Your power supply unit (PSU) is one component that should never be scrimped on. If your power supply fails, the chances are it’ll take everything else with it. Paying extra for that peace of mind is highly recommended. The Corsair 430M for £40 is an absolute steal and comes with an essential 80+ Bronze efficiency certification. As a general rule of thumb, consider PSUs with an 80+ efficiency rating, that way you know you’re buying a quality product.
The video card is what’ll be defining the graphical capabilities of your PC. They’re great fun to shop for as they’re just kind of cool, I really can’t phrase it any other way. A very popular choice in budget builds right now is the MSI Radeon R9 280. With 3GB of VRAM and Crossfire supported, at £150 this is a very good card at a reasonable price. It should handle most games out now pretty comfortably and the motherboard we picked can support two of them in the future, if you so wish.
We all, at some point during our first build, thought an insane amount of LEDs were cool. But despite all the rumours that red LEDs will make your PC run faster and blue will make it run cooler, LEDs aren’t important. Understated is the new eccentric, but those rules don’t apply on your first build. You want your case to look as angular and insane as possible, and therefore the Cooler Master K380 with a side window for around £35 is ideal.
Well, that’s it. The basic of the basic PC, but it’ll cost you about £465-475 if you already have access to an operating system. That extra £25-35 isn’t money saved, though, you’ll likely have to spend it on some necessary peripherals. If you’re using this PC beneath a TV in a living room, a wireless mouse and keyboard would be an invaluable investment. Wireless Xbox 360 controllers designed for PCs are also a good buy, if you’ve got some extra cash laying around.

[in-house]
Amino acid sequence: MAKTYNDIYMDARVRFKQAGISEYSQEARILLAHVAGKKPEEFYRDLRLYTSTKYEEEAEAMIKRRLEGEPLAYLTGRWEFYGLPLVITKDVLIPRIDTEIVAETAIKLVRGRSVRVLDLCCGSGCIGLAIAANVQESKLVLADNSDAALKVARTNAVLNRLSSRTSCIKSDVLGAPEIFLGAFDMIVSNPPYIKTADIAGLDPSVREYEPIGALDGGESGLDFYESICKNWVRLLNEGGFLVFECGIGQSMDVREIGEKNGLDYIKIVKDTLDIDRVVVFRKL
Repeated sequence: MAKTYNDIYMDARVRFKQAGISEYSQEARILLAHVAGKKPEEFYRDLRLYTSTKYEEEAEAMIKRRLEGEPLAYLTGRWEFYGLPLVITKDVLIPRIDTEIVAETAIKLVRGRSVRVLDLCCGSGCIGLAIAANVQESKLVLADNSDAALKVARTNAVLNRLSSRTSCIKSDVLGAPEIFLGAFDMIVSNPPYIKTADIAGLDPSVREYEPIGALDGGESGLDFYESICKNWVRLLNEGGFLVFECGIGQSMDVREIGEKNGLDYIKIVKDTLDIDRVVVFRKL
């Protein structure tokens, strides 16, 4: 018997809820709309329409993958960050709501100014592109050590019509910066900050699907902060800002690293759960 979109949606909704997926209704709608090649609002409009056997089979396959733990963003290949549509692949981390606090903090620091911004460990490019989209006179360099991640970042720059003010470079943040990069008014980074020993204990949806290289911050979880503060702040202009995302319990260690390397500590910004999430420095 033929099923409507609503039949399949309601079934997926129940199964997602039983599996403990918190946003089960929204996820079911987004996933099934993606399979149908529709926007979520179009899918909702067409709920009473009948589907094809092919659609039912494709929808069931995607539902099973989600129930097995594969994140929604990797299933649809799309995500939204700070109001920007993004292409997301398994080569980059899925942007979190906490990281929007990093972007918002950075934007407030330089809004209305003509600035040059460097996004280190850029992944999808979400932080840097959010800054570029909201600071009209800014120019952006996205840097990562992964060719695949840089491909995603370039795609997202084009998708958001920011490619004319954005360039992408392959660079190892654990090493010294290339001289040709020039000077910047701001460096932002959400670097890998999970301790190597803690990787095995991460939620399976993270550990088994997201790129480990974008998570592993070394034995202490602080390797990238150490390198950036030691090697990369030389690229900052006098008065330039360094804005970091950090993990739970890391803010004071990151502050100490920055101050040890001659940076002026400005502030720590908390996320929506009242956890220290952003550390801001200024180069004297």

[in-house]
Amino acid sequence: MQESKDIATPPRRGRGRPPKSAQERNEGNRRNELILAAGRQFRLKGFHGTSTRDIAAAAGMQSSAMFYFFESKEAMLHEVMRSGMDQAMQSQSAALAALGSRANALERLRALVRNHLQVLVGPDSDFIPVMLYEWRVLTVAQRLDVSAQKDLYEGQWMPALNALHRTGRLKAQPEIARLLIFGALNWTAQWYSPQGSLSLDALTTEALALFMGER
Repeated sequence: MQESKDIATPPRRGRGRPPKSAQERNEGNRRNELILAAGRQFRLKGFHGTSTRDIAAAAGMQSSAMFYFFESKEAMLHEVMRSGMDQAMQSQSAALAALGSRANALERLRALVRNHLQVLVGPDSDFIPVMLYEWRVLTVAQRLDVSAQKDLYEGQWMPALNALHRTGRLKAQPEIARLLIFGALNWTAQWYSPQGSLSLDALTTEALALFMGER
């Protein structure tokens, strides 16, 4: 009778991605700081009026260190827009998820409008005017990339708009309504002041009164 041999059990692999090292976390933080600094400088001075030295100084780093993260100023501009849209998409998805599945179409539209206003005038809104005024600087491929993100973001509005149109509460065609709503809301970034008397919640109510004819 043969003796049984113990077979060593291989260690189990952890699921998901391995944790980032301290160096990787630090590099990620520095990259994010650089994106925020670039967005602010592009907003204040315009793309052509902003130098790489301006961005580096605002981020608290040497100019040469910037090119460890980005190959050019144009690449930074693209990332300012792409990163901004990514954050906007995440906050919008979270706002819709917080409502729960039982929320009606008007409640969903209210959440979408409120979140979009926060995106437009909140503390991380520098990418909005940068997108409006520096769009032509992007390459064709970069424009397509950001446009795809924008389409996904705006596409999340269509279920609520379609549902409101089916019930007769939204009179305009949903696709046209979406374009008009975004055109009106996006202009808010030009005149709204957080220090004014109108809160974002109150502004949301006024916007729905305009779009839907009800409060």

This PC is one that also has some room to grow. The motherboard we picked supports Crossfire, meaning you can add another of those video cards in the future. Bear in mind that you might need a new PSU the more pieces you attach to the PC though. With these components, the machine will be estimated to be using around 355W of power, meaning you don’t have far to go until you hit the maximum 430W your PSU allows you. It’s something to look out for.
As well as another video card, you have room for a lot more RAM, should you take up video editing or feel that you would simply like more. You could buy a custom CPU cooler, be it air or water, just to lessen the heat the chip might reach. Some extra or new case fans wouldn’t go amiss either, as keeping a nice supply of cool air running through your PC is always a good thing.
An optical drive for CDs or game discs could be added in, but with the rise of digital media on PC, discs are becoming more and more a relic of the past. As I mentioned earlier, when funds become available, an SSD is always a good purchase; you’d be amazed at the speed difference between your operating system on a HDD and a SSD.
The beauty of your PC is that it can change however you want it to once you’ve got it going. If you’re unhappy with something it’s a simple tweak or fix, and doesn’t even have to involve spending more money.
These are all just suggestions though, and there are a range of different opinions on which kit will offer the best results or value for money, so if you need any further advice, the PC gaming forum here on AVF is full of people who have a wealth of experience, and it’s the first place you should go if building a PC is something you’re seriously considering. It’s a great forum with a friendly atmosphere, and I’m sure you’d find it more than welcoming to newcomers.
Here is the list of the parts we picked:
MSI Z97 PC MATE
Intel Core i3-4160
Intel Pentium G3258
8GB Corsair Vengeance
Hitachi Ultrastar 1TB HDD
MSI Radeon R9 280
Cooler Master 8320
Another build for £500, including an operating system, can be found here. Please note that due to cost limitations, this build will be somewhat weaker than the build talked about in the article.